by Maureen Anichini Lemon (Fall 2016)

In a recent ruling, the Illinois Second District Appellate Court qualified the long-held rule that public bodies do not have to “create a new record” to comply with the Freedom of Information Act (“FOIA”) in Hites v. Waubonsee Community College, 2016 IL App (2d) 150836 (2016). The Hites court ruled that a public body must provide individual data fields from its electronic database even if the public body has to create a computer program to retrieve such electronic information.

Daniel Hites sought “raw inputs” for fields on Waubonsee Community College’s (“WCC”) student registration forms including: (1) the zip code of all people taking certain GED classes; (2) the zip code of all people taking certain ESL classes; and (3) the zip code of all people taking a specific defensive driving course. Hites also sought the raw input on student registration forms of such fields as the “city,” “county code,” and “U.S. Citizen” fields. Finally, Hites requested the ‘total number’ of various data points, including the total number of registered students by year from 1995 to 2008, the total number taking ESL classes, and the total number taking GED classes during the same time frame.  WCC denied each of these requests, noting that no record or document existed that aggregates the information requested.

Hites filed a lawsuit challenging WCC’s refusal to release the requested data points. The trial court dismissed Hites’ case in its entirety. Regarding the request for “total numbers” of various data points, the trial court ruled that WCC did not have to provide them because WCC did not maintain a record that identified the total numbers as requested. Because WCC did not maintain the requested totals in its databases, WCC did not have to answer Hites’ general inquiry regarding total numbers. This request went beyond a search for records (data in the databases) and instead sought information about those records. The appellate court noted that it was the form of the request – seeking totals instead of the underlying records – that was improper.

Regarding the remaining issues, the trial court also supported WCC’s refusal to disclose the data requested. At trial WCC’s chief information officer had testified that the information sought by Hites was maintained electronically, yet none of the information was compiled in an existing record. To extract the information, one of WCC’s IT employees would have to write a computer program to compile the data into a ‘new’ record. Because FOIA does not require an entity to create a new record, WCC argued it was justified in denying the request. The trial court agreed since WCC had not previously aggregated the data and statistics into a record. While the data could be found on the original student registration forms, the trial court concluded that it would be an undue burden to require WCC to copy and redact thousands of student registration forms.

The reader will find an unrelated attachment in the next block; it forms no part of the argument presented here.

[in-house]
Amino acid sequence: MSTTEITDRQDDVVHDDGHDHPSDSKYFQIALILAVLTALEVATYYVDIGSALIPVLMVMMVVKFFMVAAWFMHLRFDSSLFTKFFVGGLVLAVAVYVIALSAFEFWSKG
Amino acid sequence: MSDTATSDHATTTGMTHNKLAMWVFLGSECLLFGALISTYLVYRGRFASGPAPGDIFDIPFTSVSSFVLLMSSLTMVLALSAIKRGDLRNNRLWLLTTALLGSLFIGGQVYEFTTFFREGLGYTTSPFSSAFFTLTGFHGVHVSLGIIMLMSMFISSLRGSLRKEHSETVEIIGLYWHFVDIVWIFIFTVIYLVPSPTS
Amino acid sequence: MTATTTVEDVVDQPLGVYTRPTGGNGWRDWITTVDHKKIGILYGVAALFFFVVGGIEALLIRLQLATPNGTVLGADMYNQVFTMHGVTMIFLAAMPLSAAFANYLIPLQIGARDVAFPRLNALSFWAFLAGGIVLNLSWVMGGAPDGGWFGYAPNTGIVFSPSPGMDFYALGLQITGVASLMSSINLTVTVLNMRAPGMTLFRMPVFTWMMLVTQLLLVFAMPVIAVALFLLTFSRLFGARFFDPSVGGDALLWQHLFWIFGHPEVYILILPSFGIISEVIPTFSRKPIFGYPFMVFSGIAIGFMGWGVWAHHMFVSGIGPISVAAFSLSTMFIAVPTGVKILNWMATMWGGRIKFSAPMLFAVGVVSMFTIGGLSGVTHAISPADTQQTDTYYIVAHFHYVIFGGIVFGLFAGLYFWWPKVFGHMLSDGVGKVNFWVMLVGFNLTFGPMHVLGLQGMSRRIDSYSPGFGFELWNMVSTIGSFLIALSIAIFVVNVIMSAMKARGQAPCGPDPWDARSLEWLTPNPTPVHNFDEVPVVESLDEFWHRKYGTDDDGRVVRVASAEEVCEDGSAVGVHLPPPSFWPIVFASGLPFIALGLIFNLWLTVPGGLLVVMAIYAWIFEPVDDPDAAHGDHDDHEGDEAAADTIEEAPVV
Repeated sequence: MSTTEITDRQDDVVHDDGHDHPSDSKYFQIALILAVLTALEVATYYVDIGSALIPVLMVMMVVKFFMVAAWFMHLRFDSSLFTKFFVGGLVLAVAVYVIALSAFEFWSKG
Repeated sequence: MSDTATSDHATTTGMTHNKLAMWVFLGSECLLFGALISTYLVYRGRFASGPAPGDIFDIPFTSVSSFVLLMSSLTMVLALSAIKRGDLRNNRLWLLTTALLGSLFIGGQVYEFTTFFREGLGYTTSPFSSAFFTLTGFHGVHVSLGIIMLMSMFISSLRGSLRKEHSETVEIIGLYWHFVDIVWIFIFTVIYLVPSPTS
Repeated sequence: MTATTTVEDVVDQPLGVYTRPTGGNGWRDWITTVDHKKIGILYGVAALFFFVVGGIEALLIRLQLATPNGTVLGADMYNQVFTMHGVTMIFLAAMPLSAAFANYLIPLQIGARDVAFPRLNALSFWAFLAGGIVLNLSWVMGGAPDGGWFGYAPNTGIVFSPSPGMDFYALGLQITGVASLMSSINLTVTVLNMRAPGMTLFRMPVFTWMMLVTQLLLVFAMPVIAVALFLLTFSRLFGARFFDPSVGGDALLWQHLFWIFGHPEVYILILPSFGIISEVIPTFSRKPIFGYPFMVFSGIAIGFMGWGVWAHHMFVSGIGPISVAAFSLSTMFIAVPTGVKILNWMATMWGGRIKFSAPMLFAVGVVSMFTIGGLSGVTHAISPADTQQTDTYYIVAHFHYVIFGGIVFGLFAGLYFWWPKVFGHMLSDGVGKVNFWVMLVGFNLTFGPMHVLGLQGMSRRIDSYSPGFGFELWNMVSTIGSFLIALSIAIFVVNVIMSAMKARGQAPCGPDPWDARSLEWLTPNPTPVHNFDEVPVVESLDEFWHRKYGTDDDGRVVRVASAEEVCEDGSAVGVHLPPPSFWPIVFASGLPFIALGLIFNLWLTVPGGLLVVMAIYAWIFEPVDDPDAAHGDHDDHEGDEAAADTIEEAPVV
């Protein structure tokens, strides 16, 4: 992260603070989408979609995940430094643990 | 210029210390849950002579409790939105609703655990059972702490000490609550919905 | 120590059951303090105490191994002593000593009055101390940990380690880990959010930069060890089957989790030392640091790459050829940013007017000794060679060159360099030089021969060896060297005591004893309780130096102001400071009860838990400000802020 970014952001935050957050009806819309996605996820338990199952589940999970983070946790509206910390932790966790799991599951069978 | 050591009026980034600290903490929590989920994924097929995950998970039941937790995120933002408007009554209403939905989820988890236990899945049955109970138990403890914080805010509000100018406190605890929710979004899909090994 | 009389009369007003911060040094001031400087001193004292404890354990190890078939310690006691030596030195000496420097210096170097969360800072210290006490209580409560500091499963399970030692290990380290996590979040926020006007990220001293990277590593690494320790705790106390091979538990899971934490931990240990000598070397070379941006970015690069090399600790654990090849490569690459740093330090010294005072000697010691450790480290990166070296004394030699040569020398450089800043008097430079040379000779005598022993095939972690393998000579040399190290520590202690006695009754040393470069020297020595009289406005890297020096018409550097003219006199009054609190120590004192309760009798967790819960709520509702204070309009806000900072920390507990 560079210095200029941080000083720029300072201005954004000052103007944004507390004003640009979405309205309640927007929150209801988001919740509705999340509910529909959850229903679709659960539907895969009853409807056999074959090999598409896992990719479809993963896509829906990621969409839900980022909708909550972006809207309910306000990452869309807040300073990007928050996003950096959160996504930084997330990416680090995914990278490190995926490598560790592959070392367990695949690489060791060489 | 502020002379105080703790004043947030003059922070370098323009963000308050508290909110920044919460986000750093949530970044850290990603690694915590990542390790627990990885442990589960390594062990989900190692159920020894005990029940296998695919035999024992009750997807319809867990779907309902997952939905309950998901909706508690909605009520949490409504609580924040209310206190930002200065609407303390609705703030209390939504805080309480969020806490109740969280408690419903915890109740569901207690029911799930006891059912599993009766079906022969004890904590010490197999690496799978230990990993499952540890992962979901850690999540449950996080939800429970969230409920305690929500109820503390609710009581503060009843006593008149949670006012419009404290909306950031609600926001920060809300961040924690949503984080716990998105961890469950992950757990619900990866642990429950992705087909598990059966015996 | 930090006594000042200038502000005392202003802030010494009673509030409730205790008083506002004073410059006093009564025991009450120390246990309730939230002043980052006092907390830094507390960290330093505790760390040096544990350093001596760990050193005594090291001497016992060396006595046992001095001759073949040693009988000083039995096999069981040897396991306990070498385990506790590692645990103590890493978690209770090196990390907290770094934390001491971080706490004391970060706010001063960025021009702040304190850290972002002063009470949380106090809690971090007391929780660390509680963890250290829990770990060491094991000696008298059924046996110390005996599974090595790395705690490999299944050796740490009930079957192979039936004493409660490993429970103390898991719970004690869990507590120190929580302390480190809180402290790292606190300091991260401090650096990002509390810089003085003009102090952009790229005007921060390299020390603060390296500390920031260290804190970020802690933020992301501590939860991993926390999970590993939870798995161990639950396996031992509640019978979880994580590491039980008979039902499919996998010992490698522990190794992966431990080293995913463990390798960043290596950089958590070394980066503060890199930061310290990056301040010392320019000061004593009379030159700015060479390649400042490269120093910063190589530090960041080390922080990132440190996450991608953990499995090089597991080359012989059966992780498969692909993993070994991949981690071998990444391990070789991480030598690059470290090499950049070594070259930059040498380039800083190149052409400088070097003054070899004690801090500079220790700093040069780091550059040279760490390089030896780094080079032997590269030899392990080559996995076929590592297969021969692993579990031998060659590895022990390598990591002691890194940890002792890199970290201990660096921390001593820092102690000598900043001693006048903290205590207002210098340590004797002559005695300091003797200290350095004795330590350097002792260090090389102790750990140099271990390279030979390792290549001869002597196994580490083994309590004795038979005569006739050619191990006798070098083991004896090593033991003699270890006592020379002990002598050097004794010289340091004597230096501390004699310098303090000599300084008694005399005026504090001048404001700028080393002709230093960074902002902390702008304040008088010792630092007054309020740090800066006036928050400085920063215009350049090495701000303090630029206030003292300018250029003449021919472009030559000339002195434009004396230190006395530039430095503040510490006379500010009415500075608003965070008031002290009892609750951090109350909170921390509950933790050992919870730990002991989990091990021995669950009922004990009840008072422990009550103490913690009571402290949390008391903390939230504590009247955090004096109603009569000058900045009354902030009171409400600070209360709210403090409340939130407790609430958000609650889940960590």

On appeal, the Second District Appellate Court agreed that WCC was not required to provide “total numbers” when no data base contained that specific piece of information. Yet, regarding the remaining issues, the appellate court disagreed, reversing and remanding the matter back to the trial court for further proceedings. The appellate court concluded that (1) the electronic data points requested by Hites that are contained in WCC’s electronic database (e.g., zip codes; raw input data) are public records, and (2) WCC could provide the requested data without creating a new record.

The appellate court opined that data fields or points of data – as opposed to complete records or listings – stored electronically are also public records subject to FOIA. Because Illinois case law does not provide direct guidance on whether individual data points are records, the appellate court relied on a decision in the federal case of National Security Counselors v. CIA, 898 F.Supp.2d 233 (D.D.C. 2012). There, an entity sued the CIA under the federal FOIA for “aggregate data” maintained electronically and the federal court determined that such data constitutes a “public record.” Applying the logic of the federal court, the Hites court held that the individual data points in an electronic database are public records if they otherwise meet the definition of a public record under FOIA.

The appellate court rejected WCC’s argument that it would have to create a new record to release the requested data points. Rather, the appellate court ruled that creating a computer program to retrieve electronic information, and applying the code or programming to retrieve stored information or to sort a database by particular data fields, does not create a new record. Thus, WCC should have disclosed the zip codes, and other raw input (such as the “city” field) from the student registration forms.

In the wake of Hites, public bodies may no longer indiscriminately deny requests for public records with the once sacred response, “No record exists that is responsive to the FOIA request.” Rather, public bodies must distinguish between requests for individual data points within an electronic database that are subject to FOIA (even if the public body must create a computer code to retrieve the information), and requests for records that truly do not exist or requests for information about records (e.g., totals) that are not subject to FOIA.

If you have any questions upon receipt of a FOIA request, please contact Maureen Lemon or any other Ottosen Britz attorney with whom you have worked.